Welcome to a new feature at Beastly Bec – True Story Tuesdays! One Tuesday a month I’ll cover a true, inspired by, or based-on-actual-events horror flick. I’m kicking things off with The Legend of Boggy Creek, the cultiest of all culty Bigfoot movies out there.
Brought to you in glorious seventies SD!
The Legend of Boggy Creek is the 1972 directorial debut of Charles B. Pierce, who would go on to give us the classic The Town that Dreaded Sundown. Based on a spate of Sasquatch sightings that took place in Fouke, Arkansas, Boggy Creek is an early example of docudrama. The movie uses real townsfolk but plenty of staged interviews and dramatic reenactments. Also, it has this Bigfoot costume.
Vern Stierman narrates the film in such a way that he makes The Legend of Boggy Creek sound like The Waltons vs. Bigfoot. First seen by hunters, the Fouke Monster (as it came to be called) mostly stands at a distance and stares. But things quickly take a turn for the scary when Bigfoot spooks a group of women home alone and does not make friends with their cat.
Lacking a prop cat or an actual dead cat, panning out on a still shot of a live cat will do.
A few Sasquatch sightings later, the menfolk of Fouke have had enough. They get together lots of dogs and guns and hit the woods to try and rid the county of the Bigfoot menace. But the terrified mutts won’t track Bigfoot and the creature proves elusive.
The movie flounders a bit as we go from ramping up the tension to “and then no one saw the Fouke monster again for eight years.” Also, because it’s the seventies, someone bursts into song. Presumably because the movie is looking for something, anything, to put on film, this kid goes canoeing and later eats lunch.
Bigfoot finally shows up again, once on a dark road and once in a dark chicken coop, before someone finds his footprints in Willie Smith’s bean field. There is a short debate over whether or not the prints could have been left by a gorilla or an orangutan, but as neither of these are creatures native to the backwoods of Arkansas, and the prints have three toes, this is quickly ruled out.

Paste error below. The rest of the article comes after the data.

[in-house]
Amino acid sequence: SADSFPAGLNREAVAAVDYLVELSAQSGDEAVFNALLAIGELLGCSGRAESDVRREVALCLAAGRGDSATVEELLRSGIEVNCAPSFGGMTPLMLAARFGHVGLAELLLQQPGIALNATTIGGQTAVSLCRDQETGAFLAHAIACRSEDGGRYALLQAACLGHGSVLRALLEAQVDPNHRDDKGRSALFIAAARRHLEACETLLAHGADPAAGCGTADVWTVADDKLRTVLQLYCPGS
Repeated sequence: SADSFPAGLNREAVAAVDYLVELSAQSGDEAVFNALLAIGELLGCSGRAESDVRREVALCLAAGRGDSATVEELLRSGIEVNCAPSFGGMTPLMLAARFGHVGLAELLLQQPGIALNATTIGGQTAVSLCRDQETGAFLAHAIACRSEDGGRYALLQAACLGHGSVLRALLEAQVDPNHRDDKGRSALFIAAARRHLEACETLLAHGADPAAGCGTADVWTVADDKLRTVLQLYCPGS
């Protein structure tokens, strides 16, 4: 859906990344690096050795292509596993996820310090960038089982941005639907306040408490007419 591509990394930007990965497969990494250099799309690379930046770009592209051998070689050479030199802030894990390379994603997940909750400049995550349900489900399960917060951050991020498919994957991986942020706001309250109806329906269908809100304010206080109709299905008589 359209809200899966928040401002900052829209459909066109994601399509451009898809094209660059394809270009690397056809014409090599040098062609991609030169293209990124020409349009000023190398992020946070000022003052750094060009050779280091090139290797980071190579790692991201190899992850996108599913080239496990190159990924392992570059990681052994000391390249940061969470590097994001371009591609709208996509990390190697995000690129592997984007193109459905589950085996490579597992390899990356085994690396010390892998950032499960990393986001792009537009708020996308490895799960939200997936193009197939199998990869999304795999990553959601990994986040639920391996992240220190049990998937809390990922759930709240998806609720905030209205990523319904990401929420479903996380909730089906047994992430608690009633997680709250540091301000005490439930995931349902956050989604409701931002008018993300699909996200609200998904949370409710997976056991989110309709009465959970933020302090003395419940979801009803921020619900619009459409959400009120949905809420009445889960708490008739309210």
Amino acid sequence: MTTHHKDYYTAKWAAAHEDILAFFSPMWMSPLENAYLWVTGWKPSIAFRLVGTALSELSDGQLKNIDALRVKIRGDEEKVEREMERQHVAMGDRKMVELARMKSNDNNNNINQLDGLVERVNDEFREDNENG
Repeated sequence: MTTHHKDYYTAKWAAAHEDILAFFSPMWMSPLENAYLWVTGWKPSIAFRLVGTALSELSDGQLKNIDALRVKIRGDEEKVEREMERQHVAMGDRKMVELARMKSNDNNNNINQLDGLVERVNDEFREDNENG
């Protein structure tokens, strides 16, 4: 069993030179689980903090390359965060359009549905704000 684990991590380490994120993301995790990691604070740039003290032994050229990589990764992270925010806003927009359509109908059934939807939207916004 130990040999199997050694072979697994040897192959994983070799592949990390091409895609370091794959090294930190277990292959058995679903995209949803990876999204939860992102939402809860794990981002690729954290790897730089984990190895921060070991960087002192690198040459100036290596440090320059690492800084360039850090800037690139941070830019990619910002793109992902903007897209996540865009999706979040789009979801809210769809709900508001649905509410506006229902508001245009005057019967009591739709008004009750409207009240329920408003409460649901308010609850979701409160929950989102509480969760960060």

Pictured: Not a gorilla
A few more folks see Bigfoot before he scares the pants off three girls in a mobile home, one of whom has the presence of mind to grab a rifle. Unfortunately the girls elect to scream loudly and incessantly instead of blowing Bigfoot’s fuzzy face off. While the narrator posits that Bigfoot is frustrated due to loneliness, it’s hard to feel sympathy for a creature that skins a dog (off camera) and repeatedly terrorizes women and children.
Middle of nowhere? Something scary happening? Make sure you take your kids outside.
Someone finally manages to get a few shots off at Bigfoot, but the sheriff insists the strange tracks they find are only panther tracks and leaves. Bigfoot finally physically attacks a man right before the soundtrack switches to a snappy jazz number. The movie winds down to the possibility that Bigfoot is still out there, lurking, waiting, watching…
The Legend of Boggy Creek is a fun foray into vintage horror. While not scary, it does a good job of tuning into the eerie feeling of being alone at night and hearing a noise that’s probably the wind, or an animal, but could just as easily be Bigfoot. Despite the cheese, lack of effects, and only fleeting glimpses of Bigfoot, Boggy Creek is an enjoyable watch fit for a warm summer night when the windows are open. And if you’re ever in Fouke, Arkansas, you might want to steer well clear of the creeks.
Until next time, my dreadful darlings! -BB